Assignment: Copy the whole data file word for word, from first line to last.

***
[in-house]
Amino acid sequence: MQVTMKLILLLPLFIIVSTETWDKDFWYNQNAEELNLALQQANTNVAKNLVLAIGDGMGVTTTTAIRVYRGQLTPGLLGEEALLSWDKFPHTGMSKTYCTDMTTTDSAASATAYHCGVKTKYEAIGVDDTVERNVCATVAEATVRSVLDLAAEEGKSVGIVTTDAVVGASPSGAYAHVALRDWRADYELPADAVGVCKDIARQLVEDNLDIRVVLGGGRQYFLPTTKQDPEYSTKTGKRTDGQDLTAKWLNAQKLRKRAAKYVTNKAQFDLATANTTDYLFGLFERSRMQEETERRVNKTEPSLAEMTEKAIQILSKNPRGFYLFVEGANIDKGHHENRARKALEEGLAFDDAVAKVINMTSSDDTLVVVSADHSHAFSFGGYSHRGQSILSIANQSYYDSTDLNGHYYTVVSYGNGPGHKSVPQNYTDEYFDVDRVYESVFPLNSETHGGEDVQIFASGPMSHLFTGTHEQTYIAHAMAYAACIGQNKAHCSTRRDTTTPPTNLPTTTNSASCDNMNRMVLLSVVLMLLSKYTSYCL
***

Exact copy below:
[in-house]
Amino acid sequence: MQVTMKLILLLPLFIIVSTETWDKDFWYNQNAEELNLALQQANTNVAKNLVLAIGDGMGVTTTTAIRVYRGQLTPGLLGEEALLSWDKFPHTGMSKTYCTDMTTTDSAASATAYHCGVKTKYEAIGVDDTVERNVCATVAEATVRSVLDLAAEEGKSVGIVTTDAVVGASPSGAYAHVALRDWRADYELPADAVGVCKDIARQLVEDNLDIRVVLGGGRQYFLPTTKQDPEYSTKTGKRTDGQDLTAKWLNAQKLRKRAAKYVTNKAQFDLATANTTDYLFGLFERSRMQEETERRVNKTEPSLAEMTEKAIQILSKNPRGFYLFVEGANIDKGHHENRARKALEEGLAFDDAVAKVINMTSSDDTLVVVSADHSHAFSFGGYSHRGQSILSIANQSYYDSTDLNGHYYTVVSYGNGPGHKSVPQNYTDEYFDVDRVYESVFPLNSETHGGEDVQIFASGPMSHLFTGTHEQTYIAHAMAYAACIGQNKAHCSTRRDTTTPPTNLPTTTNSASCDNMNRMVLLSVVLMLLSKYTSYCL